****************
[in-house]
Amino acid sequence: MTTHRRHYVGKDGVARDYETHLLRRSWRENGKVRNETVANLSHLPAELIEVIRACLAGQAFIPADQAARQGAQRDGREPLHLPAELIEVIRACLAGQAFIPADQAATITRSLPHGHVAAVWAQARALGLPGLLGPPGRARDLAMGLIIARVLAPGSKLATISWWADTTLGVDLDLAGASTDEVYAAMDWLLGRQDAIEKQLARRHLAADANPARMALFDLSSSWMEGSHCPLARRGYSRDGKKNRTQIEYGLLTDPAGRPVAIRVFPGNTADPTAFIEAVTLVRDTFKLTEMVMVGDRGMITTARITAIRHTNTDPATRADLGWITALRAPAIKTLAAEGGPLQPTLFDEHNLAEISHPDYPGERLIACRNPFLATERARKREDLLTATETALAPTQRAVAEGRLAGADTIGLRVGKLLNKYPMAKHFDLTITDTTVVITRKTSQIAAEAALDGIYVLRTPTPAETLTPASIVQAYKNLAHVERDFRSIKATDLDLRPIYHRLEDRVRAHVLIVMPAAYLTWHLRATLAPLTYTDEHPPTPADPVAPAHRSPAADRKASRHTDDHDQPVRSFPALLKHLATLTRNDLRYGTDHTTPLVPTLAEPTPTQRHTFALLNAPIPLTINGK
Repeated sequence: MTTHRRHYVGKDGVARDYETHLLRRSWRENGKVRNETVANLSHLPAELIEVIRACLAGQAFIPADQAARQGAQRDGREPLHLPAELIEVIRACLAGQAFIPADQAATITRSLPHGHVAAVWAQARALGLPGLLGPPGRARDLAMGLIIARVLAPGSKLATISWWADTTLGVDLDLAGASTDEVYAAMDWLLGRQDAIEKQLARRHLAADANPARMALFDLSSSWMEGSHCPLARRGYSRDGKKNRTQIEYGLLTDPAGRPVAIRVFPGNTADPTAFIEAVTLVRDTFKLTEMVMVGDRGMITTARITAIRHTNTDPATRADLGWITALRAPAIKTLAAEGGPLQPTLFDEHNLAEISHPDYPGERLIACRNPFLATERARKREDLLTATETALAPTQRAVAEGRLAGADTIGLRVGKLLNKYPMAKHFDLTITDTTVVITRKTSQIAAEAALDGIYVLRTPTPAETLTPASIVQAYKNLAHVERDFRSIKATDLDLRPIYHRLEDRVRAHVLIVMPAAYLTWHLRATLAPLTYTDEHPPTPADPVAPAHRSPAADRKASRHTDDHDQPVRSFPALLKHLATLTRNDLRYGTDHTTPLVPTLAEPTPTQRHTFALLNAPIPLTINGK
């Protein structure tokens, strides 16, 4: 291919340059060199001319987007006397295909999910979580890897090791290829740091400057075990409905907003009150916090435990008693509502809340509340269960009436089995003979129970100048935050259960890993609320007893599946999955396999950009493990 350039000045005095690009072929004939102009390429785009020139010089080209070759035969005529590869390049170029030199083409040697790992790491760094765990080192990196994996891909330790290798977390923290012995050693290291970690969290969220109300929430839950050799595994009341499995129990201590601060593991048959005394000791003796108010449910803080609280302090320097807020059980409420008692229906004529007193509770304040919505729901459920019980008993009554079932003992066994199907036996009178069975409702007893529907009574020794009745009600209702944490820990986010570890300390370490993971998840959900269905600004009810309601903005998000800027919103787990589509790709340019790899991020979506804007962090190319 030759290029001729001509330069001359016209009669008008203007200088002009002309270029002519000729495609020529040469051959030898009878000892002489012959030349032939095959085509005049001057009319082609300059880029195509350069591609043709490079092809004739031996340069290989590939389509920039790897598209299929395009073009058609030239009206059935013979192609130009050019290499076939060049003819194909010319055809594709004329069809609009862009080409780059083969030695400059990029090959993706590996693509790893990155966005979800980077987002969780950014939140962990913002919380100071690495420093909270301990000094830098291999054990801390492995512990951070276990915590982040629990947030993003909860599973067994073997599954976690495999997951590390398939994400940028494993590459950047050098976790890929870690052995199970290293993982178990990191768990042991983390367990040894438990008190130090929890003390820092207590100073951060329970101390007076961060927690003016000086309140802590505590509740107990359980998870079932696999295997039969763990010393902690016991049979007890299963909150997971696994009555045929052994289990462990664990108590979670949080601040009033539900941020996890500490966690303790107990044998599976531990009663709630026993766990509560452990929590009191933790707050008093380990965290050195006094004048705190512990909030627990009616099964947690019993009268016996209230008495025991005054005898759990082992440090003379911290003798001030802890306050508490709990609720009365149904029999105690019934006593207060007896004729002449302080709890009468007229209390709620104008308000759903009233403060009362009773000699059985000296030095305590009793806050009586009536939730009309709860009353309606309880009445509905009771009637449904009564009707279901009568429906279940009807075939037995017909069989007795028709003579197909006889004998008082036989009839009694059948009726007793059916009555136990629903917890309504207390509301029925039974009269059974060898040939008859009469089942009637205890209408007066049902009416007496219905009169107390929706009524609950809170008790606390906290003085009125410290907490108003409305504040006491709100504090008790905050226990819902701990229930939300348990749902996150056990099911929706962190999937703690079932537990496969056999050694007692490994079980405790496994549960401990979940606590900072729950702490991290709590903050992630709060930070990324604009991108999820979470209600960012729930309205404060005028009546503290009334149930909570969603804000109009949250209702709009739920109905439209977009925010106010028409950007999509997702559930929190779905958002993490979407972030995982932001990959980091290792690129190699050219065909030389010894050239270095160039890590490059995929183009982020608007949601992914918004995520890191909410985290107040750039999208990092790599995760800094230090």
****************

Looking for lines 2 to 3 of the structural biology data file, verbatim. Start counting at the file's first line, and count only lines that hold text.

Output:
Amino acid sequence: MTTHRRHYVGKDGVARDYETHLLRRSWRENGKVRNETVANLSHLPAELIEVIRACLAGQAFIPADQAARQGAQRDGREPLHLPAELIEVIRACLAGQAFIPADQAATITRSLPHGHVAAVWAQARALGLPGLLGPPGRARDLAMGLIIARVLAPGSKLATISWWADTTLGVDLDLAGASTDEVYAAMDWLLGRQDAIEKQLARRHLAADANPARMALFDLSSSWMEGSHCPLARRGYSRDGKKNRTQIEYGLLTDPAGRPVAIRVFPGNTADPTAFIEAVTLVRDTFKLTEMVMVGDRGMITTARITAIRHTNTDPATRADLGWITALRAPAIKTLAAEGGPLQPTLFDEHNLAEISHPDYPGERLIACRNPFLATERARKREDLLTATETALAPTQRAVAEGRLAGADTIGLRVGKLLNKYPMAKHFDLTITDTTVVITRKTSQIAAEAALDGIYVLRTPTPAETLTPASIVQAYKNLAHVERDFRSIKATDLDLRPIYHRLEDRVRAHVLIVMPAAYLTWHLRATLAPLTYTDEHPPTPADPVAPAHRSPAADRKASRHTDDHDQPVRSFPALLKHLATLTRNDLRYGTDHTTPLVPTLAEPTPTQRHTFALLNAPIPLTINGK
Repeated sequence: MTTHRRHYVGKDGVARDYETHLLRRSWRENGKVRNETVANLSHLPAELIEVIRACLAGQAFIPADQAARQGAQRDGREPLHLPAELIEVIRACLAGQAFIPADQAATITRSLPHGHVAAVWAQARALGLPGLLGPPGRARDLAMGLIIARVLAPGSKLATISWWADTTLGVDLDLAGASTDEVYAAMDWLLGRQDAIEKQLARRHLAADANPARMALFDLSSSWMEGSHCPLARRGYSRDGKKNRTQIEYGLLTDPAGRPVAIRVFPGNTADPTAFIEAVTLVRDTFKLTEMVMVGDRGMITTARITAIRHTNTDPATRADLGWITALRAPAIKTLAAEGGPLQPTLFDEHNLAEISHPDYPGERLIACRNPFLATERARKREDLLTATETALAPTQRAVAEGRLAGADTIGLRVGKLLNKYPMAKHFDLTITDTTVVITRKTSQIAAEAALDGIYVLRTPTPAETLTPASIVQAYKNLAHVERDFRSIKATDLDLRPIYHRLEDRVRAHVLIVMPAAYLTWHLRATLAPLTYTDEHPPTPADPVAPAHRSPAADRKASRHTDDHDQPVRSFPALLKHLATLTRNDLRYGTDHTTPLVPTLAEPTPTQRHTFALLNAPIPLTINGK